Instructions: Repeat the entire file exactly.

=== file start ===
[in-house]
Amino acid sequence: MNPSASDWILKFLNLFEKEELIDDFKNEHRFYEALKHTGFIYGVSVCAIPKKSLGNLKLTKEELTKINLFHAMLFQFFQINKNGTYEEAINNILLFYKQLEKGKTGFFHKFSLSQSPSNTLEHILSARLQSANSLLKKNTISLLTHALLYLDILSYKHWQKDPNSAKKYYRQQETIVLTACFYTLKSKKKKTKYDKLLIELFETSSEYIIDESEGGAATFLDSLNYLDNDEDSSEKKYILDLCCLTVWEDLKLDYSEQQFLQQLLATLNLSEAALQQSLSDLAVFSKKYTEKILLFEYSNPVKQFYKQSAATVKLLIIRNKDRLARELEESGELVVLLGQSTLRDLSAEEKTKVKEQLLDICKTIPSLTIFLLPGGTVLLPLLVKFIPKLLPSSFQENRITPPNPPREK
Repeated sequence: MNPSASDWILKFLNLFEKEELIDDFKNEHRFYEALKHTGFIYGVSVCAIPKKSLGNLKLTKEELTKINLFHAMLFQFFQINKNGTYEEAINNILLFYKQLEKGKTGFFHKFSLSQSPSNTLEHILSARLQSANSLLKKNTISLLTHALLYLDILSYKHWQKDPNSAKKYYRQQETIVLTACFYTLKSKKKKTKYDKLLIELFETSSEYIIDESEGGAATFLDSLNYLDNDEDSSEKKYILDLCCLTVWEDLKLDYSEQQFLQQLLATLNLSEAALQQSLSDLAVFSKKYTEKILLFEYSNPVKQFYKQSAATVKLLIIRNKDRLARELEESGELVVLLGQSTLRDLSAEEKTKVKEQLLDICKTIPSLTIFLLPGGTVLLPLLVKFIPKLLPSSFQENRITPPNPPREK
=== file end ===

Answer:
[in-house]
Amino acid sequence: MNPSASDWILKFLNLFEKEELIDDFKNEHRFYEALKHTGFIYGVSVCAIPKKSLGNLKLTKEELTKINLFHAMLFQFFQINKNGTYEEAINNILLFYKQLEKGKTGFFHKFSLSQSPSNTLEHILSARLQSANSLLKKNTISLLTHALLYLDILSYKHWQKDPNSAKKYYRQQETIVLTACFYTLKSKKKKTKYDKLLIELFETSSEYIIDESEGGAATFLDSLNYLDNDEDSSEKKYILDLCCLTVWEDLKLDYSEQQFLQQLLATLNLSEAALQQSLSDLAVFSKKYTEKILLFEYSNPVKQFYKQSAATVKLLIIRNKDRLARELEESGELVVLLGQSTLRDLSAEEKTKVKEQLLDICKTIPSLTIFLLPGGTVLLPLLVKFIPKLLPSSFQENRITPPNPPREK
Repeated sequence: MNPSASDWILKFLNLFEKEELIDDFKNEHRFYEALKHTGFIYGVSVCAIPKKSLGNLKLTKEELTKINLFHAMLFQFFQINKNGTYEEAINNILLFYKQLEKGKTGFFHKFSLSQSPSNTLEHILSARLQSANSLLKKNTISLLTHALLYLDILSYKHWQKDPNSAKKYYRQQETIVLTACFYTLKSKKKKTKYDKLLIELFETSSEYIIDESEGGAATFLDSLNYLDNDEDSSEKKYILDLCCLTVWEDLKLDYSEQQFLQQLLATLNLSEAALQQSLSDLAVFSKKYTEKILLFEYSNPVKQFYKQSAATVKLLIIRNKDRLARELEESGELVVLLGQSTLRDLSAEEKTKVKEQLLDICKTIPSLTIFLLPGGTVLLPLLVKFIPKLLPSSFQENRITPPNPPREK